Requiem for principled votes.

Pennsylvania Senator Arlen Specter’s 30th year in the Senate may be his last. His support of President Obama’s economic stimulus package has placed him in jeopardy in the 2010 Republican primary in which he trails a much more conservative candidate in early polls. Ironically, his vote against the offensive, pro-union “card check” bill infuriated powerful labor interests, and thus weakened his argument that only he can hold back a strong Democratic challenge to his seat next year.

Specter’s centrist views and willingness to vote his conscience have given him unusual influence and power as a “swing” vote. They also have made him a target for extraordinary criticism from the right wing that dominates the Republican Party.

If his senatorial career comes to an end next year, Specter will leave behind a record that comes a lot closer to being a noble one than the records of most senators who have served as long. Specter, on occasion, has taken positions that demonstrate courage and honor. The few bright moments in the careers of most senators occur purely by chance, when their studied pursuit of self-interest and partisan ideologies coincide to produce something resembling sound public policy. Partisan votes are the norm; principled votes are rare.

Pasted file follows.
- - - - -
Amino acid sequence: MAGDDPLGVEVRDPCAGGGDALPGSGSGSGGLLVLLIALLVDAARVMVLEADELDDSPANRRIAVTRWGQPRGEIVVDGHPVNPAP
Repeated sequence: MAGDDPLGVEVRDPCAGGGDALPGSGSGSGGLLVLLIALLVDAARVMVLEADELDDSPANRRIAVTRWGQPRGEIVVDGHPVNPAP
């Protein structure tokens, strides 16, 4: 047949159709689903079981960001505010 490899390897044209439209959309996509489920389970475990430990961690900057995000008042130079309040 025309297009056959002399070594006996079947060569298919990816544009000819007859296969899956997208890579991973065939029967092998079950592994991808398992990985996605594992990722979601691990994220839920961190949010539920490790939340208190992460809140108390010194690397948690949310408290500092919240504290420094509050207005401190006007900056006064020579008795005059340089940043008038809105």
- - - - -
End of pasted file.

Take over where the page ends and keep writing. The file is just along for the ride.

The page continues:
Many politicians complain about political partisanship; few do anything other than perpetuate it. Hand wringing over the extent to which raw partisanship has crippled Washington’s capacity to solve problems has never been greater, and both candidates in last year’s presidential election vowed to rise above it. Instead, President Obama frequently has wilted under pressure from House Speaker Nancy Pelosi and Senate Majority Leader Harry Reid, neither of whom has a non-partisan bone in his or her body.

For their part, Republicans respond to almost every step that President Obama takes on domestic policy with the mantra that he is turning the United States into a socialist country. David Gergen laments that every issue seems to send both sides to the barricades. The only things as scarce as cooperation are thoughtfulness and reflection.

The moral to a Specter defeat in the Republican primary will be that, despite all rhetoric to the contrary, non-partisanship remains an unproductive strategy in a primary election. His loss would be a signal that Congress is becoming more partisan, not less.

April 22, 2009

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